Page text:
March 23, 2017
I have a new article appearing in this April’s special issue of the Journal of the Royal Anthropological Institute. The article is entitled, “Outputs: The Promises and Perils of Ethnographic Engagement After the Loss of Faith in Transnational Dialogue.” An online version of the article has been released and is available here. Please see the article abstract below.
This essay investigates one important artefact of meeting knowledge production: outputs. It does so through the example of the activities of the members of Meridian 180, a community of Pacific Rim intellectuals collaborating on transnational legal and policy issues. For the members, the particular kind of knowledge production facilitated by Meridian 180 constitutes a response to the failures of international bureaucracy to generate and sustain a fabric of global relationality. The group’s various attempts to address the imperative for ‘output’ illuminate both aspects of the meeting as an organizational form, and the challenges and opportunities meetings present for ethnography. The wider underlying theme of the essay concerns the ethical purposes and promises of ethnographic styles of engagement after the loss of faith in transnational dialogue.
March 22, 2017
On March 15, the Seikyō Shimbun reported on my research on nuclear disaster compensation systems. A copy of the article is available here.
March 5, 2017
On May 22, 2017, Meridian 180 will be convening a conference in Brussels, Belgium. The theme of the conference is “Beyond Inflation Targeting and Too-Big-to-Fail: The New Political Challenges of Financial Governance.” The conference explores the idea that financial governance has become highly politicized and that approaching financial governance as a purely technical question is no longer sufficient. Regulators and market participants need to approach financial governance as a political question in order to successfully interpret, navigate, and manage financial markets. This conference will explore the heightened challenges faced by central bankers, financial regulators, market participants and other stakeholders in an increasingly complex, fast-moving, and politically fragmented global environment. Keynote addresses will be given by Gillian Tett, Managing Editor of the Financial Times and Sayuri Shirai, former member of the Policy Board, Bank of Japan.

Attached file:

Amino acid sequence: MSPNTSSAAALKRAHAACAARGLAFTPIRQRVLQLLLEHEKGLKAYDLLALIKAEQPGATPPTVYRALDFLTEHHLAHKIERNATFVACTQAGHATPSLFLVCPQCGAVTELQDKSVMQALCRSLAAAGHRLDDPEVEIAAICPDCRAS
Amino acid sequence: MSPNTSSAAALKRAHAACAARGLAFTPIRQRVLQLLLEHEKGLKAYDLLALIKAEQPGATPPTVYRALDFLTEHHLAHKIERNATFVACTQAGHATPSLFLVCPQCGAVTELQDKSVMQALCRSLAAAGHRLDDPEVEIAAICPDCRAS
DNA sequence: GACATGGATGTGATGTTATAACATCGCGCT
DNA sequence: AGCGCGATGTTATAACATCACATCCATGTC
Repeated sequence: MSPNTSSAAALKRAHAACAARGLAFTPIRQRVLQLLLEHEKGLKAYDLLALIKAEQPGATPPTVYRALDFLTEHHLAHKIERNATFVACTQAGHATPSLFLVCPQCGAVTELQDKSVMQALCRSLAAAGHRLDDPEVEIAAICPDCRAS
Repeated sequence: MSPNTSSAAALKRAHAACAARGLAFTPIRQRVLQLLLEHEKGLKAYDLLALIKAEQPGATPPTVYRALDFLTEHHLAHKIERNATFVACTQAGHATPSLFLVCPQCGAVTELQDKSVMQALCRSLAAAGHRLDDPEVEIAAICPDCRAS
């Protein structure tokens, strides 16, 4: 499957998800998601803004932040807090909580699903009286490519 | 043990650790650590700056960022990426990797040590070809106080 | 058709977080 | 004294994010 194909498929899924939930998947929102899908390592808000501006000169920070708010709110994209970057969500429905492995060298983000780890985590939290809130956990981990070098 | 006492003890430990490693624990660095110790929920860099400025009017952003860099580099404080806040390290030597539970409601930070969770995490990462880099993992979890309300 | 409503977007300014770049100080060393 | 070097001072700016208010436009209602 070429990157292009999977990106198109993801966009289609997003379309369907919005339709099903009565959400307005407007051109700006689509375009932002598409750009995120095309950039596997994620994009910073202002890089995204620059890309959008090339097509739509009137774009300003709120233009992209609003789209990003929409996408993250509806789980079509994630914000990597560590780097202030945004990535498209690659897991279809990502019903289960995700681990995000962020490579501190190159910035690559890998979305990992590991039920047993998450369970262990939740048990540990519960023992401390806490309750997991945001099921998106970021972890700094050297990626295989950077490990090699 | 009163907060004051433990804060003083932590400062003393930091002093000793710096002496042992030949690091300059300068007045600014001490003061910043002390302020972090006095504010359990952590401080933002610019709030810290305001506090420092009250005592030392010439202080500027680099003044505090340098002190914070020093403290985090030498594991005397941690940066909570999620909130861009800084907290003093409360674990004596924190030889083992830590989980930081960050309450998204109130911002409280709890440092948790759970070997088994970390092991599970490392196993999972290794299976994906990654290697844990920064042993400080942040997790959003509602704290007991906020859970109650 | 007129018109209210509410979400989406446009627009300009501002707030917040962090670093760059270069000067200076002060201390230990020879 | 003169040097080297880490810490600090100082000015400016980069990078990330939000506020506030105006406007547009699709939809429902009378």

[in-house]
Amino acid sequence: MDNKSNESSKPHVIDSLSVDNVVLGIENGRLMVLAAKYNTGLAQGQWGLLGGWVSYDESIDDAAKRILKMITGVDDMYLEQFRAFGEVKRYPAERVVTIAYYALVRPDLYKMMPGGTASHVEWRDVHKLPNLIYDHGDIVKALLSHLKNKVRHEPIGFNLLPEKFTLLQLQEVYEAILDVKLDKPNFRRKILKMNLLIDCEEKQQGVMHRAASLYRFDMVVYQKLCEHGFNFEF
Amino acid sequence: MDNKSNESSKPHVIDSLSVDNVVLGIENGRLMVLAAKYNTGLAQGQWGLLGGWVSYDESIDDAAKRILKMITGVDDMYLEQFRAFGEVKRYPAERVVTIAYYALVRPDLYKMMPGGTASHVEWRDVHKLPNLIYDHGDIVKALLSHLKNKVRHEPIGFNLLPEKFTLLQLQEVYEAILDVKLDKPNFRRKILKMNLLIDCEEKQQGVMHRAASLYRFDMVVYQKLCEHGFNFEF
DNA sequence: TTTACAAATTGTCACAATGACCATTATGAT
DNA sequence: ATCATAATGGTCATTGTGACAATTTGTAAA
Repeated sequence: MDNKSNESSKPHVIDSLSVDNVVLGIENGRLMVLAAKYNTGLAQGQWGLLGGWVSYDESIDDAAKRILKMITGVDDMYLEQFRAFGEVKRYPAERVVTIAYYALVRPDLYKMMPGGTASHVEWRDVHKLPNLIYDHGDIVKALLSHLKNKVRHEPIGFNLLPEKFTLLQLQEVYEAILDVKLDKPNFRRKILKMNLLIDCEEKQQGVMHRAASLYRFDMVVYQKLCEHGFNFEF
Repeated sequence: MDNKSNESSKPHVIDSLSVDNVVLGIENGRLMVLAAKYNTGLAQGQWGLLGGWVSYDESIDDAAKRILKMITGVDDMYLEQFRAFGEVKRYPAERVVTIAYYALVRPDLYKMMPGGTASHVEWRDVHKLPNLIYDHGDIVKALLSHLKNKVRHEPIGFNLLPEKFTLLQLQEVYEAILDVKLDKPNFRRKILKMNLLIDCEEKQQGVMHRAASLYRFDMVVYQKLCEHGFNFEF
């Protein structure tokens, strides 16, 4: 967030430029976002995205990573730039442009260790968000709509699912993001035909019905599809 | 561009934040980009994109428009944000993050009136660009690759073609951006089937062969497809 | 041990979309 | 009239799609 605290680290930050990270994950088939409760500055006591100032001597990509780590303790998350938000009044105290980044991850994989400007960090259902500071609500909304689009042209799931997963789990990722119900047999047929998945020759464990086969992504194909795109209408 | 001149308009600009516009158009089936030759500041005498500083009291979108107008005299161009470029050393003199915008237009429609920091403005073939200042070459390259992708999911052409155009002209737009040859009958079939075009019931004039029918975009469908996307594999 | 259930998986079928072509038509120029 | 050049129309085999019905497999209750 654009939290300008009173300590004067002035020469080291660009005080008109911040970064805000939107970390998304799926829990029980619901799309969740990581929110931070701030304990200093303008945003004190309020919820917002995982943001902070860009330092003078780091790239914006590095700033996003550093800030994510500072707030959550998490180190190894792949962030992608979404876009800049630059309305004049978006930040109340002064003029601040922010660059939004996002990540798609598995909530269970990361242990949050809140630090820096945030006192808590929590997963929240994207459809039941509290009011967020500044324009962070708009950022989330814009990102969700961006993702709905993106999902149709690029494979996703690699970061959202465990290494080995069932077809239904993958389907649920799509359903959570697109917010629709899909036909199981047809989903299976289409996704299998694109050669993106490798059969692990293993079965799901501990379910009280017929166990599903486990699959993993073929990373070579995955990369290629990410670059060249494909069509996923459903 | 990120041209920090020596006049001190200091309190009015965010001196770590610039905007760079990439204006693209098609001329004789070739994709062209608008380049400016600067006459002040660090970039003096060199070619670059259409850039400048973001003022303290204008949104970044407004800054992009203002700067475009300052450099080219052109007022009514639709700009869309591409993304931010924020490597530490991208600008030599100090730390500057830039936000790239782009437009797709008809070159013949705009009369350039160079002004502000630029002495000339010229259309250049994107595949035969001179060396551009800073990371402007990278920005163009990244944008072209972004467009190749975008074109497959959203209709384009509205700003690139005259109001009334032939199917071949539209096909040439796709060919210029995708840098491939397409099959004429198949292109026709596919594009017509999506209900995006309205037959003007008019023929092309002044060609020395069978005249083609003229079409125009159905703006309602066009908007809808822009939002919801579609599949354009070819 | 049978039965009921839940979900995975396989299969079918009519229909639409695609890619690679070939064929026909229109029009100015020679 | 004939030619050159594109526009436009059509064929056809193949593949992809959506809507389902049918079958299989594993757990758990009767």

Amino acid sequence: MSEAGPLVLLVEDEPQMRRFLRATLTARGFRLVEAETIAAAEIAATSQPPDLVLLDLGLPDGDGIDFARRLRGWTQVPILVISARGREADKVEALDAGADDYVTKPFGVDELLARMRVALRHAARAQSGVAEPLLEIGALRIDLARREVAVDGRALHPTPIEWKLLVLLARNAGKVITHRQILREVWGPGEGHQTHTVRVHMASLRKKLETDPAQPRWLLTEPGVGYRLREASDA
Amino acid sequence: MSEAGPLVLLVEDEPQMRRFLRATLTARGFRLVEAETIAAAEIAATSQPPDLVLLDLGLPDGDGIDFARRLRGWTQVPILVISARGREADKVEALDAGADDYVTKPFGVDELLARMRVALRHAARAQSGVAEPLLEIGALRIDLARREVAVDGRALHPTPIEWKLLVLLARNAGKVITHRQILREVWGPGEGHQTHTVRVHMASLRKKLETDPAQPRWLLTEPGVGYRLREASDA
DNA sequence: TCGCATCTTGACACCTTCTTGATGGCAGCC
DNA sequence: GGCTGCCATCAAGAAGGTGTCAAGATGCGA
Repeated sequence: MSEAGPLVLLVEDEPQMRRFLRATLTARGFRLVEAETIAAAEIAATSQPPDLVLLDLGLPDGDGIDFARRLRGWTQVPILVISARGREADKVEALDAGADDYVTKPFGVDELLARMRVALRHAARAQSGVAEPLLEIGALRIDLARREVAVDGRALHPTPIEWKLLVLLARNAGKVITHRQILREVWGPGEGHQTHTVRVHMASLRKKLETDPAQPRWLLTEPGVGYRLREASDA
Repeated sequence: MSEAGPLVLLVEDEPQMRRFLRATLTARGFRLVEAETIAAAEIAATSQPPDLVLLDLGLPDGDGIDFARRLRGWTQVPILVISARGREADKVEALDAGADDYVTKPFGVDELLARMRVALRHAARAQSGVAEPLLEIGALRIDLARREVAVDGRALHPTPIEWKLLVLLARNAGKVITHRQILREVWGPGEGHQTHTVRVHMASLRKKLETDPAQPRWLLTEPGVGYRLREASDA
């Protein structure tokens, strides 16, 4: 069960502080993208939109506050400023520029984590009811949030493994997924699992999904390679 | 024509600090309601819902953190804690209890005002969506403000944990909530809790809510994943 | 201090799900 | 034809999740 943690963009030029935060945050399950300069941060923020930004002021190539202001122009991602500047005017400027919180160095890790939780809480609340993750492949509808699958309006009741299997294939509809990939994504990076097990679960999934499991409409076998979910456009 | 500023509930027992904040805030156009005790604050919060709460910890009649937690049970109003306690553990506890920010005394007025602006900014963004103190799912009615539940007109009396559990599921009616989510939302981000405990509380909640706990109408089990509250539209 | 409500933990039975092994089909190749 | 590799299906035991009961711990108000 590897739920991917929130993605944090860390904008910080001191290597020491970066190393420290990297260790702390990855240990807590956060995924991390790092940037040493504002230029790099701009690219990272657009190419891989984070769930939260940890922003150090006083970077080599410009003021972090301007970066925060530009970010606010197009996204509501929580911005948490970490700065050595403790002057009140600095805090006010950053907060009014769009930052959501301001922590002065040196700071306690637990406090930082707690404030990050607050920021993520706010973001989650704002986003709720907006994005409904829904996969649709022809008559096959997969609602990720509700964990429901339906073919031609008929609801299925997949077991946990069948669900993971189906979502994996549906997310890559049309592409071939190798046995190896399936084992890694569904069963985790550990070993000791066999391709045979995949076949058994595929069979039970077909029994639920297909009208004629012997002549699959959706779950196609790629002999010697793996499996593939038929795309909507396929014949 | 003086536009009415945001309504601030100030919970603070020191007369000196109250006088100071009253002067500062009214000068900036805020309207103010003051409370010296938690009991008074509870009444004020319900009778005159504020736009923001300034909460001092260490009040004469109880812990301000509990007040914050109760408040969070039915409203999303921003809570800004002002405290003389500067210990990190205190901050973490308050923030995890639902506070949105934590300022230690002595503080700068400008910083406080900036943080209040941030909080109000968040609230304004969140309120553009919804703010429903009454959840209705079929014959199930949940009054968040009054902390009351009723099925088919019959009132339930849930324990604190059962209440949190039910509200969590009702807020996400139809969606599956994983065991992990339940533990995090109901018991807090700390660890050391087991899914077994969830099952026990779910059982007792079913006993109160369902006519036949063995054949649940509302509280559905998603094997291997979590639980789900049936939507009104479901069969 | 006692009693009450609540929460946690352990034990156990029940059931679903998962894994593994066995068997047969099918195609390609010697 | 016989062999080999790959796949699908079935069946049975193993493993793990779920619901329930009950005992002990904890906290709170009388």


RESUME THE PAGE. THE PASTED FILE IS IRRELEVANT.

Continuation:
For a copy of the conference announcement please click here.
For more information, please contact email@example.com.
March 4, 2017
I recently gave a webinar on my upcoming book, The Changing Politics of Central Banking. For those who missed it, here is a recording with accompanying slides:
You can also access the recording here.
March 2, 2017
I will be giving a free webinar on the subject of my next book, The Changing Politics of Central Banking, through the Soros Foundation’s Young Scholars Initiative. To attend, please register through YSI’s facebook page. Participation is free but pre-registration is required.
Please register at:
April 6, 2016
I recently delivered the keynote address at the 2015 Australian Anthropological Society conference. My address, “Refracted Time: From Historicity to Legal Technique in the ‘Comfort Women’ Controversy,” discusses how the controversy can be viewed as an artifact of a legal project of history-making. The video of the the address is below and also available here.
Refracted Time: From historicity to legal technique in the “Comfort Women” controversy – Professor Annelise Riles from Arts Unimelb on Vimeo.
December 16, 2015